the drivetrain on the effeffe ‘berlinetta’ is classic italian, using a front-mid-mounted alfa romeo twin cam four-cylinder, which originally dates back to 1971. naturally, the two-liter unit is coupled to a five speed manual gearbox, and two weber DCOE carburetors boost the power figures to 180 horsepower at 6,500 rpm.

  • Wonderful, but they perhaps reached back a little too far. I doubt it is fancy or fast enough for middle east Hotrodders ….and less than 5% of the US population would have ‘any’ memory of seeing anything like this to prompt an emotional attachment. Nicely done tho’.

    Jim

    JimCan says:
  • If Hollywood is mining its back catalogue for ideas does that legitimise it for everyone else?
    However there is none of that irritating modern stuff like head-up displays, GPS, iPhone docks, electric windows, digital readouts, auto foldy in mirrors etc etc and other latter-day yuppie nonsense. Instead we get the sumptuous leather (nice stitching lads – theres a couple of dungeons in London I know of that would pay handsomely) a sinfully minimal interior, swooping lines that pull your eyes out like a magnet and red, bright red.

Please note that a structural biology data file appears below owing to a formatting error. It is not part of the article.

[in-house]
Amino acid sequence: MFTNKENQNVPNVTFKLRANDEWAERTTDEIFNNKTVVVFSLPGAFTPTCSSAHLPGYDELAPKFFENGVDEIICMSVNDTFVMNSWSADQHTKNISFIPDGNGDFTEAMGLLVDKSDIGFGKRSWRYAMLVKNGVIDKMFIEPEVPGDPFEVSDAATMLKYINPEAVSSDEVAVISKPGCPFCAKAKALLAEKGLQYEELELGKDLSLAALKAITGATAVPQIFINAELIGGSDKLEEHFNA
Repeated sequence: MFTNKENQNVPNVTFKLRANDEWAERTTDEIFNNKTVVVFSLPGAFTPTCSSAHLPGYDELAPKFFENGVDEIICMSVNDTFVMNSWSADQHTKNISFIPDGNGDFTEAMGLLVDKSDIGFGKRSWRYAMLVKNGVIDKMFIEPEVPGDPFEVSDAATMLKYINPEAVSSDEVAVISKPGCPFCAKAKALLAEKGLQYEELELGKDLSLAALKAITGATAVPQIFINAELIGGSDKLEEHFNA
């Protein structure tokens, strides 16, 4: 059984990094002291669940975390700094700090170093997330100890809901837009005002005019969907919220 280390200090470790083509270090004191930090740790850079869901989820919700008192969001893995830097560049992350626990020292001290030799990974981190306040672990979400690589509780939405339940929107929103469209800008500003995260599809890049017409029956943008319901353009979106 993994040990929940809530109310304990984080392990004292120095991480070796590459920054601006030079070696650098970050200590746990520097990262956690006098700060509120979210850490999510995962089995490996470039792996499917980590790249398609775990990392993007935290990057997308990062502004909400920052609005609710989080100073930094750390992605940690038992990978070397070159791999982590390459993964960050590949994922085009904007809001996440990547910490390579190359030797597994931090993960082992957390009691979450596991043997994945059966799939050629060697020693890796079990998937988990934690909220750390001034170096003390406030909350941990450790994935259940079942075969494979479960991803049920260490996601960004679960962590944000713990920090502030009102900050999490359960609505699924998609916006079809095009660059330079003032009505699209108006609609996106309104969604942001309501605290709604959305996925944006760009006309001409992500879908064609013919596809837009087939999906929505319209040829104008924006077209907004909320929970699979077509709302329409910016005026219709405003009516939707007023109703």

While there is no indication as to cost or lead-time (do they really matter anyway?) I have simple tastes and just to read the words ‘wool carpet’ make me go weak at the knees in my polyester, propylene and naugahyde 4-wheeled cesspit.

    Adam Brocklehurst says:
  • A very nice design job, but why go all medieval with a 180hp manual transmission engine with 1971-era technology? It would be a far more interesting experience with either an automatic 460 hp V8 Maserati GT engine – or with a 400 hp electric drivetrain creating a unique retro future experience that people would die for… Right now it’s a very beautiful car, but is it enough beeing able to build a beautiful car today like they built them 60 years ago..?